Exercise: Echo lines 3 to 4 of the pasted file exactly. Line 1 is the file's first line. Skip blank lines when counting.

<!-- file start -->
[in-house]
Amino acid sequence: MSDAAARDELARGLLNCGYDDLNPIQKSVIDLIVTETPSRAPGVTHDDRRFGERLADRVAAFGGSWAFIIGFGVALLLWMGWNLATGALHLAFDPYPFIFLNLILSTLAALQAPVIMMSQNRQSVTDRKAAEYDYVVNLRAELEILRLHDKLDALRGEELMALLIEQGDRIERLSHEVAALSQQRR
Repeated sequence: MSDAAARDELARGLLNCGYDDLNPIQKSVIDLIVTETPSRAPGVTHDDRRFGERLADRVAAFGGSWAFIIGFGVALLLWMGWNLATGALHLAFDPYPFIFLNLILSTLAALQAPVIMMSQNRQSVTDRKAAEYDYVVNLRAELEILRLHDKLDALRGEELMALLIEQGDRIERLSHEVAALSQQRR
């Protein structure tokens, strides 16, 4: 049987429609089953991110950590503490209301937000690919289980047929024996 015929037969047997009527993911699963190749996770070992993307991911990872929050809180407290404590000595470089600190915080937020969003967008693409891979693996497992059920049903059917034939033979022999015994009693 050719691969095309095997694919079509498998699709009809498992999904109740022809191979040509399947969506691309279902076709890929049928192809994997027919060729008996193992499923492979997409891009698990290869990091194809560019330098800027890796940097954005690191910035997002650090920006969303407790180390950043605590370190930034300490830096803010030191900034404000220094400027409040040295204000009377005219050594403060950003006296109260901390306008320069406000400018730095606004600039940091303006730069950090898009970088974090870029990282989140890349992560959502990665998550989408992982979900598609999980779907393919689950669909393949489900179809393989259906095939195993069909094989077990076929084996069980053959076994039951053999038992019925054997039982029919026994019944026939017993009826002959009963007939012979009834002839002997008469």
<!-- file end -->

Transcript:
Repeated sequence: MSDAAARDELARGLLNCGYDDLNPIQKSVIDLIVTETPSRAPGVTHDDRRFGERLADRVAAFGGSWAFIIGFGVALLLWMGWNLATGALHLAFDPYPFIFLNLILSTLAALQAPVIMMSQNRQSVTDRKAAEYDYVVNLRAELEILRLHDKLDALRGEELMALLIEQGDRIERLSHEVAALSQQRR
């Protein structure tokens, strides 16, 4: 049987429609089953991110950590503490209301937000690919289980047929024996 015929037969047997009527993911699963190749996770070992993307991911990872929050809180407290404590000595470089600190915080937020969003967008693409891979693996497992059920049903059917034939033979022999015994009693 050719691969095309095997694919079509498998699709009809498992999904109740022809191979040509399947969506691309279902076709890929049928192809994997027919060729008996193992499923492979997409891009698990290869990091194809560019330098800027890796940097954005690191910035997002650090920006969303407790180390950043605590370190930034300490830096803010030191900034404000220094400027409040040295204000009377005219050594403060950003006296109260901390306008320069406000400018730095606004600039940091303006730069950090898009970088974090870029990282989140890349992560959502990665998550989408992982979900598609999980779907393919689950669909393949489900179809393989259906095939195993069909094989077990076929084996069980053959076994039951053999038992019925054997039982029919026994019944026939017993009826002959009963007939012979009834002839002997008469």